Experience: Likely drop in energy. Possible intensification of existing anxieties, feelings of depression, and neuroses. Possible decrease in self-confidence. Heightened awareness of personal values, loss of patience and decreased willingness to put up with inequality, injustice, and difficult people. Self-critical. Feeling under-appreciated. In need of more nurturing than usual. Possible re-surfacing of unresolved past issues. Reactive.
A good time to gain clarity on one's values, but also an important time to practice self-awareness. Not a good time to make big decisions as judgement can be clouded by physical and emotional strain due to drop in progesterone and estrogen.
This is a time for preparing for a potential baby, AKA "nesting," when we feel a boost in pleasure from activities like cleaning, shopping, organizing, and making things. Likely to be a highly creative time.
A time that offers strong spiritual insight and connection if we are willing to slow down. Music, nature, art, journaling, and meditation can highlight the spiritual power and beauty of an otherwise rather physically difficult time. Self-care and rest are crucial during this time.
Your Cycle and your Training
The reality is that if you menstruate, your body has a specific set of priorities in the days before your period begins. Exercising hard is not one of them. Your body's resources are directed toward initiating the chemical reaction that will trigger the uterine lining to shed. During this time, light exercise can promote healthy circulation and improved mood, but let's face it--aerial just isn't light exercise. It's mentally, physically, and often emotionally demanding.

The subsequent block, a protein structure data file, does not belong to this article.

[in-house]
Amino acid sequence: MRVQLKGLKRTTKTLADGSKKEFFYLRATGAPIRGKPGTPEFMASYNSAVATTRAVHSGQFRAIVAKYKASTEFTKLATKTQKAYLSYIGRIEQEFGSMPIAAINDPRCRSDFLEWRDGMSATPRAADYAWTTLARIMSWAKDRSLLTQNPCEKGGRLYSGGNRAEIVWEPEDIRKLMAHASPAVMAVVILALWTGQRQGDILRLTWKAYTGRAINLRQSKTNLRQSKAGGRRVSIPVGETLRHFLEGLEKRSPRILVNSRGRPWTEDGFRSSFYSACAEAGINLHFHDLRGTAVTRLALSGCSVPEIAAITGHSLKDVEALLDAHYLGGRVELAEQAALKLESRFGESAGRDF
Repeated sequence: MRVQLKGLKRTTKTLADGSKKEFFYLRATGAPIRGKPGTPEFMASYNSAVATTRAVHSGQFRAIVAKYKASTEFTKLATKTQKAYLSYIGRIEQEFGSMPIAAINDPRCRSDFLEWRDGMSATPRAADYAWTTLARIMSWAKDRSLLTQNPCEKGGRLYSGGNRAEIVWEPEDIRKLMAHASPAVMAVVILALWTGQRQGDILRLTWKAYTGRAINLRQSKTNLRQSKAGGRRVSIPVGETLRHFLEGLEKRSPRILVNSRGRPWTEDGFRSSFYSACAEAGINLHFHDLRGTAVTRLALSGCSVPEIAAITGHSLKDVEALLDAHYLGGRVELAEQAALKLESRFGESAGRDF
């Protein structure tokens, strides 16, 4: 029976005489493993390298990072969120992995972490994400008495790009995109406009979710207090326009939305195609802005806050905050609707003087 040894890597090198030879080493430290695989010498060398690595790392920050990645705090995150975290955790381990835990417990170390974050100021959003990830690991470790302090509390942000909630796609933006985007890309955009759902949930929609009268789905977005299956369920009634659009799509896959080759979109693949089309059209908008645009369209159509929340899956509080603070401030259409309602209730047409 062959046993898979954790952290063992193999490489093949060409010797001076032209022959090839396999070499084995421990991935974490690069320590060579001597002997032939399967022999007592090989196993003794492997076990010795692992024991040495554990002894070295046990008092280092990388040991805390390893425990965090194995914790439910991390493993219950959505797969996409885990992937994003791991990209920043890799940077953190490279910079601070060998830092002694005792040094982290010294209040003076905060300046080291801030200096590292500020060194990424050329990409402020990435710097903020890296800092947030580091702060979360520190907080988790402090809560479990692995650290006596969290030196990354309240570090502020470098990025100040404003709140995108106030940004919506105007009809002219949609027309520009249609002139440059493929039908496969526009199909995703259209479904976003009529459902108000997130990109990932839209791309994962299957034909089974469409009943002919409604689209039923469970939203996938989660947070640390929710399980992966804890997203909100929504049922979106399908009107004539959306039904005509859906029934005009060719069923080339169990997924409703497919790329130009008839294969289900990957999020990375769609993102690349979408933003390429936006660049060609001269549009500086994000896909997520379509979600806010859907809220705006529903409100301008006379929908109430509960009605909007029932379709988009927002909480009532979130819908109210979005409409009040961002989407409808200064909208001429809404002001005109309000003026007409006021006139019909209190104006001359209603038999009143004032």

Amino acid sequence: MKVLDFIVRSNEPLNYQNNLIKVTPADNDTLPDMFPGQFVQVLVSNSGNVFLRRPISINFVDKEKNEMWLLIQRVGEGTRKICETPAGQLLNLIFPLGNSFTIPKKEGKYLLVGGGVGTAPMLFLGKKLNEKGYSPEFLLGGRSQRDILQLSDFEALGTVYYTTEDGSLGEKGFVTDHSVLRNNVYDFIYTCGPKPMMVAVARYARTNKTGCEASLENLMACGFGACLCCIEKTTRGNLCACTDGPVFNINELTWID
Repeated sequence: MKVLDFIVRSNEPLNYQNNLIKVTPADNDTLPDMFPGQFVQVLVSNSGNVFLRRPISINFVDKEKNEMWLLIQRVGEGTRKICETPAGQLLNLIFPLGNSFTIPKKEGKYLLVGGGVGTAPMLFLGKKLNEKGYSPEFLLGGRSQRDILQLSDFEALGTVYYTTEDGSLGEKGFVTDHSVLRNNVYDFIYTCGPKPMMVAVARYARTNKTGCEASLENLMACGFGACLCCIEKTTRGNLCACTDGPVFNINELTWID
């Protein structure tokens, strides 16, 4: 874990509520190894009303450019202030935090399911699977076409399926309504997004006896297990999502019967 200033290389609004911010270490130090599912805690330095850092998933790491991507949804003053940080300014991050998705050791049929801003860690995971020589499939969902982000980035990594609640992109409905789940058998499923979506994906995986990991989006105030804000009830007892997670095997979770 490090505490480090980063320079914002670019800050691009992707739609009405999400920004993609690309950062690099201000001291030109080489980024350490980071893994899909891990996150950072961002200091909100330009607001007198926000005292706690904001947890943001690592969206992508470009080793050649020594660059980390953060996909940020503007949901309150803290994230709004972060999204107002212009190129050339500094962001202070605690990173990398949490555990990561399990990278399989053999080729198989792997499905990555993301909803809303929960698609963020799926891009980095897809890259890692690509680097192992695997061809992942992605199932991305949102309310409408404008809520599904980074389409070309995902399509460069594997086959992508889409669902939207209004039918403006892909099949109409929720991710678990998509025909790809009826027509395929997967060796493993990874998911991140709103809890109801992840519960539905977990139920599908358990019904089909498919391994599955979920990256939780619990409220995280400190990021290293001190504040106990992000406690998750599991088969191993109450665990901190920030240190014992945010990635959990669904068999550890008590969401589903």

My favorite example of my body protesting my not-exactly-cycle-conscious training regimen was on one particularly demoralizing conditioning day. I was working on some straight-arm hip key rollups, which I've done hundreds of this year. But I felt heavy and weak and found myself literally not letting go of the pole on my way up, blocking myself with my own body, and trickling dejectedly to the ground (lol in retrospect but frustrating in the moment). My poor performance worsened my mood. I didn't feel pleasure from the training session, and I was frustrated with myself for not being on my A-game. Not an overall positive experience.
Everybody is different, and if you find it empowering and pleasurable to work out hard during your period, that's great. If however if you find yourself feeling weaker, heavier, and dejected during training, your body probably wants something different.
Since we menstruate approximately every 30 days, we can actually enjoy this time as a built-in rest period--a natural rhythm to help organize our training schedules.
My approach is to take a break from aerial training the two days before my period and the first two days of flow. I know--this means your plan depends on a consistent period. Chances are you will end up with three or four days before, and other times none. Do your best to read your body's schedule within the seven days before your next expected period. Either way, try four consecutive days of rest each month (I recommend seven consecutive days of rest every three months at least).
If you do not menstruate, you may still want to consider incorporating a 4-day body reset once a month. I have heard that women who do not have a period still have an "energy cycle" that lasts ~28 days. I have not been able to find any scientific research to support this (if you have, please send) but intuitively it sounds plausible.
Four days of rest and self-care can work wonders. To sweeten the deal, I soak in hot water for the four consecutive days of rest. Think less pain and more pleasure.
I encourage every aerialist to practice body awareness and try a variety of strategies when it comes to rest and recovery. There is no one-size-fits-all solution! You may enjoy my strategy, or it may not work for you at all. Listen to your body, ask what she wants, and try different approaches.
We are in this together! If you have questions, ideas, or other tips, please comment below!
This fresh condition of mind and body sets you up to have learning breakthroughs and connects you more deeply with your apparatus.
This is proooobably not what you want to hear...but here goes...
Taking more than two rest days in a row is okay.
For me, the thought of taking several days off aerial silks used to be nerve wracking. I was afraid if I missed my weekly conditioning then I would rapidly regress. I wanted to stick to my training schedule and not break my streak.